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Blog

Author: Larry Huppin, DPM Created: 6/20/2009 9:45 AM
This blog is designed to provide foot orthosis and ankle-foot orthosis practitioners and students with unique and practical information on foot orthotic therapy. We will provide insight on what’s new in the literature regarding orthotic therapy, orthotic hints and pearls, practice managment information, our opinions on new technology and even some thoughts on controversial topics in the foot orthotic industry. We welcome input and suggestions from orthotic practitoners and others interested in orthotic therapy. This is, however, a discussion on the practice of orthotic therapy and not designed as site to provide medical information to the public.

By Larry Huppin, DPM on 8/19/2013 6:53 AM
  I had a patient in my office today with complaint of posterior heel pain, right, when wearing several different pairs of his dress shoes. He had a fairly large retrocalcaneal exostosis on the right calcaneus at the proximal aspect of the posterior calcaneus.

There are obviously a number of ways to address the retrocalcaneal exostosis. Our primary goals are to reduce pressure and reduce friction. Reducing pressure in this area is always a little tough without changing shoes. Although you can attempt to stretch shoes in this area, it is usually not particularly effective.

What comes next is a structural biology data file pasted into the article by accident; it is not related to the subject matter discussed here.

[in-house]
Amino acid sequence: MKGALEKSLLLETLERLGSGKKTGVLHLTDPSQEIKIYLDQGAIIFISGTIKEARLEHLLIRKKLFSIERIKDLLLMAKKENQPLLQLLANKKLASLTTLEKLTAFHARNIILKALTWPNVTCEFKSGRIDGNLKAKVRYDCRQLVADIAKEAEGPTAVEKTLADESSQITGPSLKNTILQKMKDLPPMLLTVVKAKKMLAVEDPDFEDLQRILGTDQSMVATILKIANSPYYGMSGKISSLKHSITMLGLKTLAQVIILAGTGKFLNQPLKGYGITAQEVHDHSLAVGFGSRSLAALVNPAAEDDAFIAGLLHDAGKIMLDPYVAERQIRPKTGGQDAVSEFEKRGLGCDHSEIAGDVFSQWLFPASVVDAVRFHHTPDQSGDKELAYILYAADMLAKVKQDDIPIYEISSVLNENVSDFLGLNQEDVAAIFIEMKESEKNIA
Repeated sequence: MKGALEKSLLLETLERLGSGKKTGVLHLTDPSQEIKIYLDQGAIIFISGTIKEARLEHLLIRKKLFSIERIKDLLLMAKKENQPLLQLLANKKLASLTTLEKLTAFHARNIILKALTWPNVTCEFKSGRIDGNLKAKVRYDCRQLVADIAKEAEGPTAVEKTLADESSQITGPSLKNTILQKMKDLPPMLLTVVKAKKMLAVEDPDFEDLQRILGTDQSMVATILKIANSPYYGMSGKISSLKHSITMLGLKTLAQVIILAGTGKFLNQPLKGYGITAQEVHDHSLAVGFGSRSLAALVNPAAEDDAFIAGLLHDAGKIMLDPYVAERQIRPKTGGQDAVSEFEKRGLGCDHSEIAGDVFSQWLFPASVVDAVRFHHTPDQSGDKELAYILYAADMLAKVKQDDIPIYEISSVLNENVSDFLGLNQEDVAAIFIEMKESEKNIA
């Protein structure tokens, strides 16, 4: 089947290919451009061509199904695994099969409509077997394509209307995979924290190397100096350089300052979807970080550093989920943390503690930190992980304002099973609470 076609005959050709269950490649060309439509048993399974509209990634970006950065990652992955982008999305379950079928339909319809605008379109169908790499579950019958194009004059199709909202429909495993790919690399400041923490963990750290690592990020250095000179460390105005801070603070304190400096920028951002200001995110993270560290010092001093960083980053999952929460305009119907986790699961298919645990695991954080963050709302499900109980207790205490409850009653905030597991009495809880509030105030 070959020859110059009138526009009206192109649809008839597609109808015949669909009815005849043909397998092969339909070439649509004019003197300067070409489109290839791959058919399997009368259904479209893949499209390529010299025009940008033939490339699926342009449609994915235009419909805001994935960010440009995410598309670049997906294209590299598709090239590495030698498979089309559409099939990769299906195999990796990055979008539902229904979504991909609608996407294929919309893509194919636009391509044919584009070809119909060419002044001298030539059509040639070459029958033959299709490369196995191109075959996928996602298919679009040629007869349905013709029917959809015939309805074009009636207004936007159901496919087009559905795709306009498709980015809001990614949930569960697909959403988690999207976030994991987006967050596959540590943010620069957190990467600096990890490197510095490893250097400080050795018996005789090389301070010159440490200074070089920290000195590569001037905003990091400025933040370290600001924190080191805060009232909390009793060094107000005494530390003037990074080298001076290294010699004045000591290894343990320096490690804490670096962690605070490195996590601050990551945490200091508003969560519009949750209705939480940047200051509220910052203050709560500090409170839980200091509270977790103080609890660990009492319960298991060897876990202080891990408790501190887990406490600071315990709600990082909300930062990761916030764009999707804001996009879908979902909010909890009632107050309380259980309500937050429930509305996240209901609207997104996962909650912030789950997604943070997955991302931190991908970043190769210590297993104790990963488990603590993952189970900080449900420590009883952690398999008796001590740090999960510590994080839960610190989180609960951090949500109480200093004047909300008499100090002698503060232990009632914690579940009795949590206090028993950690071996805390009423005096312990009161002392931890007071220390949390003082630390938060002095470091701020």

Friction can be controlled in a couple of different ways.
By Larry Huppin, DPM on 8/13/2013 6:59 AM
 Last week, we presented a Webinar on how to use friction management in order to better treat calluses, ulcers, and blisters. Significant research is showing that friction is a strong contributing component to the formation of these problems and that by using a friction reducing material on the orthosis in areas at risk, that both treatment and prevention of calluses and ulcers is improved. We demonstrated how the PTFE Patch can accomplish this. 
By Larry Huppin, DPM on 8/5/2013 2:32 PM
 It is sometimes difficult to fit orthosis for patients who are required to wear steel-toed shoes at work. The reason for this is simply that the number of available steel-toed shoes is somewhat limited and patients simply cannot find a shoe that is comfortable for them and fits well with a foot orthosis.

An option for these patients is to have them
By Larry Huppin, DPM on 7/8/2013 8:40 AM
  A ProLab patient called me today stating that she had a patient who is getting blisters when wearing her new orthotics. She stated that she had sent the orthotics back to be lowered once but that they were still causing blisters.

I asked what kind of orthotics they were and it turns out they were a graphite orthosis with a standard width, a standard heel cup, and no rearfoot post. The patient wanted to get one pair of orthotics that would work in both her dress shoes and her athletic shoes.

It turned out that the blistering occurred only when she was running and using the orthotics.

I explained to our client that the problem was
By Larry Huppin, DPM on 6/24/2013 3:54 PM
A question from a client today:

QUESTION:

In patients with a pediatric flat foot or a young adult with flat foot deformity .....with the STJ in neutral upon standing and the first ray doesn't touch the ground, do you add a forefoot extension, first ray cut out or to get the forefoot on the ground? 
By Larry Huppin, DPM on 6/10/2013 2:54 PM